Garlic is widely promoted as a cholesterol-lowering agent, but efficacy studies have produced conflicting results. Garlic supplements differ in bioavailability of key phytochemicals. We evaluated the effect of raw garlic and 2 commonly used garlic supplements on cholesterol concentrations in adults with moderate hypercholesterolemia.
In this parallel-design trial, 192 adults with low-density lipoprotein cholesterol (LDL-C) concentrations of 130 to 190 mg/dL (3.36-4.91 mmol/L) were randomly assigned to 1 of the following 4 treatment arms: raw garlic, powdered garlic supplement, aged garlic extract supplement, or placebo. Garlic product doses equivalent to an average-sized garlic clove were consumed 6 d/wk for 6 months. The primary study outcome was LDL-C concentration. Fasting plasma lipid concentrations were assessed monthly. Extensive chemical characterization of study materials was conducted throughout the trial.
Retention was 87% to 90% in all 4 treatment arms, and chemical stability of study materials was high throughout the trial. There were no statistically significant effects of the 3 forms of garlic on LDL-C concentrations. The 6-month mean (SD) changes in LDL-C concentrations were +0.4 (19.3) mg/dL (+0.01 [0.50] mmol/L), +3.2 (17.2) mg/dL (+0.08 [0.44] mmol/L), +0.2 (17.8) mg/dL (+0.005 [0.46] mmol/L), and −3.9 (16.5) mg/dL (−0.10 [0.43] mmol/L) for raw garlic, powdered supplement, aged extract supplement, and placebo, respectively. There were no statistically significant effects on high-density lipoprotein cholesterol, triglyceride levels, or total cholesterol–high-density lipoprotein cholesterol ratio.
None of the forms of garlic used in this study, including raw garlic, when given at an approximate dose of a 4-g clove per day, 6 d/wk for 6 months, had statistically or clinically significant effects on LDL-C or other plasma lipid concentrations in adults with moderate hypercholesterolemia.
Clinical Trial Registry
http://clinicaltrials.gov identifier: NCT00056511
Garlic (Allium sativum) has been used medicinally since antiquity. Garlic supplements, many of which seek to package the benefits of raw garlic in more palatable forms,1-5 are promoted as cholesterol-lowering agents and are among the top-selling herbal supplements.6,7 Crushing garlic triggers the formation of allicin through action of alliinase enzymes on the stable precursor alliin, and allicin inhibits cholesterol synthesis in vitro.8,9 Despite promising in vitro studies and a strong plausibility of effect demonstrated in more than 110 animal studies,10 the clinical trial evidence supporting a hypocholesterolemic effect of various forms of garlic is highly inconsistent.11-19 A strong criticism of these trials has been that the bioavailability of the important sulfur-containing constituents differs significantly between raw garlic and the specific garlic supplement formulations.19-22 The objective of the current study was to compare the effect of raw garlic and of 2 garlic supplements with distinctly different formulations on the plasma lipid concentrations of adults with moderate hypercholesterolemia for 6 months.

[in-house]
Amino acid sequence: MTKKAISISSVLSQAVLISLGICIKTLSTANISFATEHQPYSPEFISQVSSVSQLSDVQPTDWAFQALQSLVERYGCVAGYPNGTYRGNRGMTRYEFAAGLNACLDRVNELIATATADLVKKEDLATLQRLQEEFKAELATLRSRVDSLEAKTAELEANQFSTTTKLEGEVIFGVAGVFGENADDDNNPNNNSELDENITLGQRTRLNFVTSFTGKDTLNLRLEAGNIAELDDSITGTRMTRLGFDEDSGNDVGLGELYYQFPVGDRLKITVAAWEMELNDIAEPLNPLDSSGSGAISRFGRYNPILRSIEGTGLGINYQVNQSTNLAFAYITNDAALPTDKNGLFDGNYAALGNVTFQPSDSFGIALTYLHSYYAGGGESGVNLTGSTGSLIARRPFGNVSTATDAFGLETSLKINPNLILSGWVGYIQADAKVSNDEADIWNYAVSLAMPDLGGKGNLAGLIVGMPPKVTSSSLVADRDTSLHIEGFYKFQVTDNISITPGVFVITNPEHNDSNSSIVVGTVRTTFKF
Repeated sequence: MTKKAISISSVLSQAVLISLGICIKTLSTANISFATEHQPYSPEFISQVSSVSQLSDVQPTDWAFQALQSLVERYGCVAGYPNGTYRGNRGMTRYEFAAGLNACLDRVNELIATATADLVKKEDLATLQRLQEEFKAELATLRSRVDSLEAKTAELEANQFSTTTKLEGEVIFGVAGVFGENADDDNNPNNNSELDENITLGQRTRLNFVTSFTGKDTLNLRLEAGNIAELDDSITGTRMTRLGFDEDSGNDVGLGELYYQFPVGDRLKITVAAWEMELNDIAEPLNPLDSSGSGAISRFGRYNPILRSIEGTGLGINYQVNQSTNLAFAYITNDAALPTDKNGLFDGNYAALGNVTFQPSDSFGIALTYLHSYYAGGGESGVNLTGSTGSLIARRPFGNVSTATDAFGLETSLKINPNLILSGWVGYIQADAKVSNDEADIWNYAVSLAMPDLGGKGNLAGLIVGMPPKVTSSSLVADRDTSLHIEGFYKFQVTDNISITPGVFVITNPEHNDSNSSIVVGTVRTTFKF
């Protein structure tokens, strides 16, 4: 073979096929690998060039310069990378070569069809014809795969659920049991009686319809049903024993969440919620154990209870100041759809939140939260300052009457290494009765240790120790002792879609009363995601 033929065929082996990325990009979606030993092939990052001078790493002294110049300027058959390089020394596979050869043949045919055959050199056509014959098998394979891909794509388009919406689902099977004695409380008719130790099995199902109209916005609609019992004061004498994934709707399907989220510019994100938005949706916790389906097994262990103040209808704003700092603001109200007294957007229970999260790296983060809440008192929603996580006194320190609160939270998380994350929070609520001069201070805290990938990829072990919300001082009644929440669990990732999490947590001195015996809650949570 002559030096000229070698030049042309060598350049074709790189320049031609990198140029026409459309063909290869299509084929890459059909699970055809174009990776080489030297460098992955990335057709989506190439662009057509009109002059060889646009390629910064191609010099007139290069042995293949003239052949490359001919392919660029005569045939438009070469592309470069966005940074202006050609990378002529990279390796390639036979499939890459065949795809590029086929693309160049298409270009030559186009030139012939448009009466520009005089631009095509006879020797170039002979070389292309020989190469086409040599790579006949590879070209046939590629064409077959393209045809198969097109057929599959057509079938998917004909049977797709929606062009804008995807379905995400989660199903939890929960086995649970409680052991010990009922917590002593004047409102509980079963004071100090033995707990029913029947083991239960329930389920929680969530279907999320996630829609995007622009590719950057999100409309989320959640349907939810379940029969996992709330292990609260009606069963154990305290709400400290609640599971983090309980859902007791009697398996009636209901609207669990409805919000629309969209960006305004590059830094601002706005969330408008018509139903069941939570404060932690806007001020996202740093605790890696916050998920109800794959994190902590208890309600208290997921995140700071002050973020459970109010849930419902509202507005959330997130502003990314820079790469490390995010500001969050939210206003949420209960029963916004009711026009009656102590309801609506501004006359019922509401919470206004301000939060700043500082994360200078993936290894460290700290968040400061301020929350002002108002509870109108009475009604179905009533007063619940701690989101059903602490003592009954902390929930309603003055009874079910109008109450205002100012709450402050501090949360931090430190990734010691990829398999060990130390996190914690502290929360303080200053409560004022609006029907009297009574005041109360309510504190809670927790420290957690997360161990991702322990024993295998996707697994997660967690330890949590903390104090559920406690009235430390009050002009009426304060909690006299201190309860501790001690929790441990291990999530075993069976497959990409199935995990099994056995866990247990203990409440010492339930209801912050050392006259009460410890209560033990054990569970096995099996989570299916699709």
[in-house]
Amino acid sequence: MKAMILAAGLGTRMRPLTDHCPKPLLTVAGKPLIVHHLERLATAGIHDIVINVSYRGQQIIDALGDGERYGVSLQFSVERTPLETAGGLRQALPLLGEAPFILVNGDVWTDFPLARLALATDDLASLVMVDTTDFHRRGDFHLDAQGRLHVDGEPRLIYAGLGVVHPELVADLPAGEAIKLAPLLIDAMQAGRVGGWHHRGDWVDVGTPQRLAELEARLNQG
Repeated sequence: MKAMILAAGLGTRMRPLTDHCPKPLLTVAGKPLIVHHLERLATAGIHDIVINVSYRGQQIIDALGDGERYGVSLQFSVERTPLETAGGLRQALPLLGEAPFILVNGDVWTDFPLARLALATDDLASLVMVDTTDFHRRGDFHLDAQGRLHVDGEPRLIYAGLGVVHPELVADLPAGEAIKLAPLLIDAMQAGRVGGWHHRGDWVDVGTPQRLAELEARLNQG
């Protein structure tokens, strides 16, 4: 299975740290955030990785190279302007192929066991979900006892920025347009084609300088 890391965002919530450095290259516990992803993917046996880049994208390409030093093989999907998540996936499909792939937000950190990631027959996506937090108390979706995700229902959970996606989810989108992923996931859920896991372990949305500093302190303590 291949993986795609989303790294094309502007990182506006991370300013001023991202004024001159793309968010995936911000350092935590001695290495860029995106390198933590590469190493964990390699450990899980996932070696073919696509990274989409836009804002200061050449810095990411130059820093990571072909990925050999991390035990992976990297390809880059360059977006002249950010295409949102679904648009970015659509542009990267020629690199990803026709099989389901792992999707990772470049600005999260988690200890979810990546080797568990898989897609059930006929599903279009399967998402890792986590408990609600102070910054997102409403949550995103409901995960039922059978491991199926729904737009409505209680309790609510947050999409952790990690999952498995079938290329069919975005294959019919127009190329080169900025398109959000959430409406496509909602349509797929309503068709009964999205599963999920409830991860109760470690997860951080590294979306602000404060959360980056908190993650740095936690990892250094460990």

Participants were recruited from the local community primarily through media advertisements. Adults aged 30 to 65 years were invited to enroll if they had a fasting plasma low-density lipoprotein cholesterol (LDL-C) con centration of 130 to 190 mg/dL (3.36-4.91 mmol/L), a triglyceride level less than 250 mg/dL (<2.82 mmol/L), and body mass index (calculated as weight in kilograms divided by height in meters squared) of 19 to 30. Exclusion criteria included the following: self-reported pregnancy, lactation, current smoking, prevalent heart disease, cancer, renal disorder, or diabetes mellitus, and use of lipid or antihypertensive medications. All study participants provided written informed consent, and the study was approved annually by the Stanford University Human Subjects Committee.
Garlic products and placebo
Garlic was provided in 3 forms: raw garlic (California Early; Christopher Ranch, Gilroy, Calif) and 2 commercial tablet formulations, Garlicin (Nature's Way Products Inc, Springville, Utah) and Kyolic-100 (Wakunaga of America Co, Mission Viejo, Calif). Raw garlic was selected as an important arm because of the scarcity of available data about raw garlic and because it would be free of potential losses in natural garlic activity that could arise in the processing and manufacture of garlic supplements. Garlicin was selected to represent powdered garlic supplements. It is the only brand that has been shown in bioavailability studies to release allicin at a level equivalent to that in crushed raw garlic.21,23 Kyolic was selected because it is one of the most popular brands on the market,24 it is a very different type of product (aged) from the powdered supplements, and it is the only brand other than powdered supplements that has more than one clinical trial published about its lipid-lowering effects.25,26
Each garlic product or placebo was consumed 6 d/wk (1 day off per week to increase long-term adherence) for 6 months, as follows: 4.0 g of blended raw garlic (an average-sized clove crushed in a blender; hereafter, raw garlic), 4 Garlicin tablets (twice the recommended dose), 6 Kyolic tablets (1½-3 times the recommended dose), or 4 or 6 placebo tablets. The raw garlic dose had an allicin content similar to the allicin yield of the Garlicin dose, and both had a dry garlic matter content slightly less than the Kyolic dose. Individually packaged aliquots of raw garlic were frozen at −80°C. When distributed, raw garlic aliquots were thawed, mixed with condiments, and served in sandwiches, as detailed elsewhere.27 Single lot numbers of Garlicin and Kyolic were obtained for the entire study. Placebo tablets were similar in composition and appearance to Garlicin tablets but with cellulose replacing the garlic powder. Other details of procurement, product preparation, repackaging, storage, and distribution of the garlic products are described elsewhere.27